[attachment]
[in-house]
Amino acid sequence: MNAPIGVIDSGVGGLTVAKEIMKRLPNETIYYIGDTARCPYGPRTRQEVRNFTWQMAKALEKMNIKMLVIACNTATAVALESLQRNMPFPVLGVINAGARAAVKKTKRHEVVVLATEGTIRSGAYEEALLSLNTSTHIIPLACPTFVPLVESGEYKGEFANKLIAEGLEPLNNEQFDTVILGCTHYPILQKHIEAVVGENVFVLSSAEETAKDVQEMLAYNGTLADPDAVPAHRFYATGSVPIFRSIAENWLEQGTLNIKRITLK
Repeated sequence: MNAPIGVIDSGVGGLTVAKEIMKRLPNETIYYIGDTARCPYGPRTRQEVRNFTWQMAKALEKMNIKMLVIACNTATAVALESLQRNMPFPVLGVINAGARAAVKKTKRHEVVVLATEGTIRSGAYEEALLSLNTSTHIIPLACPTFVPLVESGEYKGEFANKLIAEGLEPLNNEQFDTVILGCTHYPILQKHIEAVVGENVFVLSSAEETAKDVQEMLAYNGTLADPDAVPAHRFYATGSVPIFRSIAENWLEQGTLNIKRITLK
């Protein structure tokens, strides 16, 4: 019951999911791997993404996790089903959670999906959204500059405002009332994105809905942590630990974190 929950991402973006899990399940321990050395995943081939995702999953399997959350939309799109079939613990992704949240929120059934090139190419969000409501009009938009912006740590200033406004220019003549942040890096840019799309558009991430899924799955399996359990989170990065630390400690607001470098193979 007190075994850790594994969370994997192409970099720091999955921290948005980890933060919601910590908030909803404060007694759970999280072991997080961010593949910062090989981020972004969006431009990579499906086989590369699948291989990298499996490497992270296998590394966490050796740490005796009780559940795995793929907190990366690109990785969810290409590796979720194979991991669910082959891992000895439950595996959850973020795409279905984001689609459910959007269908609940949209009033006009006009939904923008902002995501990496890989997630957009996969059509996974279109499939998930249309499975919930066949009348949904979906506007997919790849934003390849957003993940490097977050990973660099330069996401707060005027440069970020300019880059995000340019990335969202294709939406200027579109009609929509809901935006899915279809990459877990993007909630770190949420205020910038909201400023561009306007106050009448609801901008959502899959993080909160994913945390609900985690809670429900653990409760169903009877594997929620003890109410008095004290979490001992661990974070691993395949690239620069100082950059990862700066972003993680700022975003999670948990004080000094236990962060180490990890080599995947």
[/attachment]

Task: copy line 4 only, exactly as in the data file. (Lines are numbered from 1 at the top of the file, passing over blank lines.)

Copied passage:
């Protein structure tokens, strides 16, 4: 019951999911791997993404996790089903959670999906959204500059405002009332994105809905942590630990974190 929950991402973006899990399940321990050395995943081939995702999953399997959350939309799109079939613990992704949240929120059934090139190419969000409501009009938009912006740590200033406004220019003549942040890096840019799309558009991430899924799955399996359990989170990065630390400690607001470098193979 007190075994850790594994969370994997192409970099720091999955921290948005980890933060919601910590908030909803404060007694759970999280072991997080961010593949910062090989981020972004969006431009990579499906086989590369699948291989990298499996490497992270296998590394966490050796740490005796009780559940795995793929907190990366690109990785969810290409590796979720194979991991669910082959891992000895439950595996959850973020795409279905984001689609459910959007269908609940949209009033006009006009939904923008902002995501990496890989997630957009996969059509996974279109499939998930249309499975919930066949009348949904979906506007997919790849934003390849957003993940490097977050990973660099330069996401707060005027440069970020300019880059995000340019990335969202294709939406200027579109009609929509809901935006899915279809990459877990993007909630770190949420205020910038909201400023561009306007106050009448609801901008959502899959993080909160994913945390609900985690809670429900653990409760169903009877594997929620003890109410008095004290979490001992661990974070691993395949690239620069100082950059990862700066972003993680700022975003999670948990004080000094236990962060180490990890080599995947």